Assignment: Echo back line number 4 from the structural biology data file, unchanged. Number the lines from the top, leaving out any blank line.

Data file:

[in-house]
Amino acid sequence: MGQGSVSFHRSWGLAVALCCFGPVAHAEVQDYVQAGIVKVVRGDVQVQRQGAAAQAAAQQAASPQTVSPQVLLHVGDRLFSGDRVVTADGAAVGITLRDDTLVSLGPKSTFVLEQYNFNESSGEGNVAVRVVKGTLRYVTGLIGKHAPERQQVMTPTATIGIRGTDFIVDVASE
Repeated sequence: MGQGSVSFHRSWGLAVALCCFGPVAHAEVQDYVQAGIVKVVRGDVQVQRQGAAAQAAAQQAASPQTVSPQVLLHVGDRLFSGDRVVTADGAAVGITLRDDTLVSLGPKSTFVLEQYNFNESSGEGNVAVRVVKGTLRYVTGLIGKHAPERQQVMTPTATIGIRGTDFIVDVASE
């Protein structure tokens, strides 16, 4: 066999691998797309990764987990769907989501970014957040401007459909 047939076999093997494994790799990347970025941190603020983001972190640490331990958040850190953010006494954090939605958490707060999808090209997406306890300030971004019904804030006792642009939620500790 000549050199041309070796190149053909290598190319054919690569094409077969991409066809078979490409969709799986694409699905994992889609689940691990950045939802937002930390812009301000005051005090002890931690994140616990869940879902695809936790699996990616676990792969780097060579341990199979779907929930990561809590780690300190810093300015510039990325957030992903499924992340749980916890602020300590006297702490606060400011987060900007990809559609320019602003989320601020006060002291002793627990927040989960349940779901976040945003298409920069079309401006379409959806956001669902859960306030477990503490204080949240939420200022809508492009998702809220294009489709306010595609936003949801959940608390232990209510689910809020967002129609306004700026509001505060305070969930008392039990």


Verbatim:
């Protein structure tokens, strides 16, 4: 066999691998797309990764987990769907989501970014957040401007459909 047939076999093997494994790799990347970025941190603020983001972190640490331990958040850190953010006494954090939605958490707060999808090209997406306890300030971004019904804030006792642009939620500790 000549050199041309070796190149053909290598190319054919690569094409077969991409066809078979490409969709799986694409699905994992889609689940691990950045939802937002930390812009301000005051005090002890931690994140616990869940879902695809936790699996990616676990792969780097060579341990199979779907929930990561809590780690300190810093300015510039990325957030992903499924992340749980916890602020300590006297702490606060400011987060900007990809559609320019602003989320601020006060002291002793627990927040989960349940779901976040945003298409920069079309401006379409959806956001669902859960306030477990503490204080949240939420200022809508492009998702809220294009489709306010595609936003949801959940608390232990209510689910809020967002129609306004700026509001505060305070969930008392039990």